VIE-STYLE

Việt Nam cinema one of Asia’s fastest growing: Deadline Hollywood

Last year, Việt Nam box office reached US$150 million, or around 90 per cent of pre-pandemic levels, from a total of 1,100 screens. Not bad for a market that in 2010 only had 90 screens and annual revenue of less than $15 million.

333614 mai 1 | FDI Việt Nam
A scene from ‘Mai’ directed by comedian Trấn Thành. Photo thethaovanhoa.vn

HÀ NỘI A report by Liz Shackleton, an Asia-based film and TV industry analyst from Deadline Hollywood (deadline.com), a US authoritative source for breaking news in the entertainment industry, recently highlighted Việt Nam as “one of Asia’s fastest growing markets”.

The report, with headline: “How Vietnam has become one of Asia’s fastest growing markets with new multiplexes, a movie-hungry audience & vibrant local film biz”, confirmed the emerging market of Vietnamese movies in the recent days, particularly during the Tết (Lunar New Year) holiday.

“Lunar New Year is a key box office period in several Asian territories, but nowhere was it more hotly contested this year than in Vietnam, where several local, Japanese and Hollywood movies were slugging it out over the week-long holidays (February 9-15),” Liz wrote.

The report also commented on the busy release schedule in the country’s cinema saying it reflects a “vibrant market” that has seen stellar post-pandemic recovery, by some counts the second fastest recovery in Asia following India, along with a young but dynamic local industry.

In the report, Liz gave examples of films that grossed outstanding revenues right on the first days of release, including Mai by Trấn Thành, Gặp Lại Chị Bầu (Meet My Pregnant Sister Again) by Nhất Trung, and Quỷ Cẩu by first-time director Lưu Thành Luân.

Other Vietnamese movies including Sáng Đèn (Bright Lights) by Hoàng Tuấn Cường and Trà (Tea) by Lê Hoàng, and imported ones such as Japanese animation Spy X Family Code: White, US studio films Madame Web and Argylle were reportedly contributing to raising the heat of the cinema market in Việt Nam.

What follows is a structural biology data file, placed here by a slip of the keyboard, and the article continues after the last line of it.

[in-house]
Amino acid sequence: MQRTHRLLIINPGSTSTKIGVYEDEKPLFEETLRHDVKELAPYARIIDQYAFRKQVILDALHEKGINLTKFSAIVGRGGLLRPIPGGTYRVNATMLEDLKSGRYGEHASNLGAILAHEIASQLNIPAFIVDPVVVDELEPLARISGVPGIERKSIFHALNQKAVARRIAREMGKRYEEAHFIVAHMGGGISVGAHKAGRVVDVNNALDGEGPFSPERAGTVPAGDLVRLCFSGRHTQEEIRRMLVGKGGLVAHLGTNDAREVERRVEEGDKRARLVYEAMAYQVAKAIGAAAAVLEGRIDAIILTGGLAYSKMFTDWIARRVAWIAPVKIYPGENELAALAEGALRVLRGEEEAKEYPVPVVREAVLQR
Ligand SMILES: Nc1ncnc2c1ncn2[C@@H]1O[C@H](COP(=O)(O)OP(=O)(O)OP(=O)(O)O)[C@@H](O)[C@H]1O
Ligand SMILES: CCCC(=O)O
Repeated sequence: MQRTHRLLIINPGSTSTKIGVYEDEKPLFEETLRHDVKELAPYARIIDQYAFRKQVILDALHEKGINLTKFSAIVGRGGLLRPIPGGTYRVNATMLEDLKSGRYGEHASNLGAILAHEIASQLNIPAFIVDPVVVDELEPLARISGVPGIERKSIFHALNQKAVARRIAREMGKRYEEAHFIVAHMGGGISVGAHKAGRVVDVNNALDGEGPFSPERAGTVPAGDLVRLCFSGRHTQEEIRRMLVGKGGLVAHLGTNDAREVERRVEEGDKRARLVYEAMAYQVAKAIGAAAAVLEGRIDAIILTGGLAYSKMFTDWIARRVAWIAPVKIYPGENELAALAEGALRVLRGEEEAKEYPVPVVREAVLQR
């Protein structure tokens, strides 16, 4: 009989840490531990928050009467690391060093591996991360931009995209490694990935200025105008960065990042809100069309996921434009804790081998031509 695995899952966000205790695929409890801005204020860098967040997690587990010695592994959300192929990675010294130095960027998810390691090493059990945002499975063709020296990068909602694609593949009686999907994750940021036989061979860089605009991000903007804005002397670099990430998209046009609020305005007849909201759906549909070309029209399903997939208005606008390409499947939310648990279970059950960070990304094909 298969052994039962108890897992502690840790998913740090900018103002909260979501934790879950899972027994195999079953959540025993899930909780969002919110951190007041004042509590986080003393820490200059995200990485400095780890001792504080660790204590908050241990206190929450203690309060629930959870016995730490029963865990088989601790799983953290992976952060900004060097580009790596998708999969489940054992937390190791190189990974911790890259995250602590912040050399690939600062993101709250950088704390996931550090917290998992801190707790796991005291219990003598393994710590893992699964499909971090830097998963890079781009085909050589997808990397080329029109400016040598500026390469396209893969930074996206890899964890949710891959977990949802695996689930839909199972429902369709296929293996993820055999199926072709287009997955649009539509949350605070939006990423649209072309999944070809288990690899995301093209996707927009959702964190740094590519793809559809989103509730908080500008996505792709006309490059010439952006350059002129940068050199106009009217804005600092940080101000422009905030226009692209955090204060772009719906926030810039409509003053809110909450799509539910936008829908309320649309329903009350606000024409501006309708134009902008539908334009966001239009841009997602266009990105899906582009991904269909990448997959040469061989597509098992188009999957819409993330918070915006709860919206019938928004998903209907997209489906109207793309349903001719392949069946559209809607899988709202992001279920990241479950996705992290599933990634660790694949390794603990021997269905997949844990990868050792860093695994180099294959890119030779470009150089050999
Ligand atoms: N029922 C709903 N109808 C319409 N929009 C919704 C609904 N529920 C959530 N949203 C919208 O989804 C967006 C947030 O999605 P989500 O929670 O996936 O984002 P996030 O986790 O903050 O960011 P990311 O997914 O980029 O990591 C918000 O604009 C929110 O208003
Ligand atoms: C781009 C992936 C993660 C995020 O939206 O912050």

However, the report commented that these days there were many unusual occurrences in the country’s movie market.

“Although the previously state-run industry only opened its doors 10-15 years ago, box office was growing at a steady clip of ten per cent annually before the pandemic, overtaking Thailand, which has a much more developed and longer established film industry,” it said.

Last year, Việt Nam box office reached US$150 million, or around 90 per cent of pre-pandemic levels, from a total of 1,100 screens. Not bad for a market that in 2010 only had 90 screens and annual revenue of less than $15 million.

The growth is due to a few factors, but one of the biggest is the multiplex building programmes undertaken by Korean exhibitors CJ CGV and Lotte Cinema, along with local studios Galaxy Cinema and BHD Star Cineplex, the report said.

Recently, Việt Nam has also seen the emergence of hip new cinema chains, such as Beta Cinemas and Cinestar, which offer lower ticket prices aimed at students and middle-income cinema-goers.

Also driving the market is a lively local production sector that is experimenting with new genres and making a wider range of films – again an achievement considering that private companies were only allowed to start producing in the mid-2000s.

Theo Vietnamnews